Hong Kong’s bourse reaps benefits of China homecomings

Less than a year after its pursuit of the London Stock Exchange Group ended in humiliating failure, the Hong Kong stock exchange is back on the front foot.

Shares in Hong Kong Exchanges & Clearing have surged almost 40 per cent to a record this year as the Asian bourse shapes up to be one of the few winners from escalating tensions between the US and China.

Faced with increasing hostility from Washington, a number of blue-chip Chinese companies that originally floated on Wall Street, including internet groups NetEase and JD.com, have raised billions of dollars in secondary listings in Hong Kong.

The decision by the high-profile Chinese companies to take out an insurance policy against a further deterioration in relations between the two superpowers is proving a boon for HKEX, helping to take some of the sting from its unsuccessful £32bn bid for the LSE last October.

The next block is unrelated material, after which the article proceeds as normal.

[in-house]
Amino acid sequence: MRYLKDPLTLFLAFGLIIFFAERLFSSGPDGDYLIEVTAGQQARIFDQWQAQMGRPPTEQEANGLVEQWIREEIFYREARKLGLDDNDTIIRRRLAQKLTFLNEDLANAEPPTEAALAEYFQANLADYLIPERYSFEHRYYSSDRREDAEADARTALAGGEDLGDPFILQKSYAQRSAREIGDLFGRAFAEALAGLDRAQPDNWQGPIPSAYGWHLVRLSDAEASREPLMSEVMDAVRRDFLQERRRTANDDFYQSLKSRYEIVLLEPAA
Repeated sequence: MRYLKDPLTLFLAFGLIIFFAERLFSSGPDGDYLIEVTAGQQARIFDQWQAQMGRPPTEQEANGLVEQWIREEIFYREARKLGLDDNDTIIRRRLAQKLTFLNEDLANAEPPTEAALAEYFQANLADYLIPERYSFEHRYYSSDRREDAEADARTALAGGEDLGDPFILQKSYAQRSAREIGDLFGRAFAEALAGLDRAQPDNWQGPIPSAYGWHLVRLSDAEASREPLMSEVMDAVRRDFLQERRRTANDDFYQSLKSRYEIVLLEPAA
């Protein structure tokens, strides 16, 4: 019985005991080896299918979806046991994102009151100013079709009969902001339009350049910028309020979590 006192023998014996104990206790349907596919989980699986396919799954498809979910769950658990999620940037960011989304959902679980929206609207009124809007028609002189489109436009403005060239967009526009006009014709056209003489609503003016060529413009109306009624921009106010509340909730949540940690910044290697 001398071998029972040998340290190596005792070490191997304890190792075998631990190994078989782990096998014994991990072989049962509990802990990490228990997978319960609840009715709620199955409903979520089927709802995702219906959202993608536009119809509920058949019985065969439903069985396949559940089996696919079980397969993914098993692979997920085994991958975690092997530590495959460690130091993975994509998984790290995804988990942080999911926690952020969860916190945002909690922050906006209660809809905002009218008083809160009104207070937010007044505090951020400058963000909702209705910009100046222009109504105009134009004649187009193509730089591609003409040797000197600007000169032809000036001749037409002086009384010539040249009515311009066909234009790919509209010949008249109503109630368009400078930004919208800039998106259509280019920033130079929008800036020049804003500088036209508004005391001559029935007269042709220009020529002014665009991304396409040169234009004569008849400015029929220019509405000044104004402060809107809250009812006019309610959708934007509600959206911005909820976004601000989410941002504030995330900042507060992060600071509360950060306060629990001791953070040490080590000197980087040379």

The wind in HKEX’s sails is not simply coming from Washington. Even as China imposed a controversial national security law on Hong Kong, the bourse recently wrestled a lucrative futures contract, awarded by index provider MSCI, from its local rival SGX, Singapore’s stock exchange.

“It’s not an easy time for Hong Kong full stop but of the Hong Kong institutions, HKEX is one of those that is doing relatively well on the back of Chinese listings, and has even snatched a bit of business away from [Singapore],” said Hugh Young, head of Asia at Standard Life Aberdeen, a top 10 shareholder in HKEX.

But as HKEX’s market capitalisation hits HK$440bn (US$56.9bn), not everyone is convinced geopolitics will continue to run in its favour.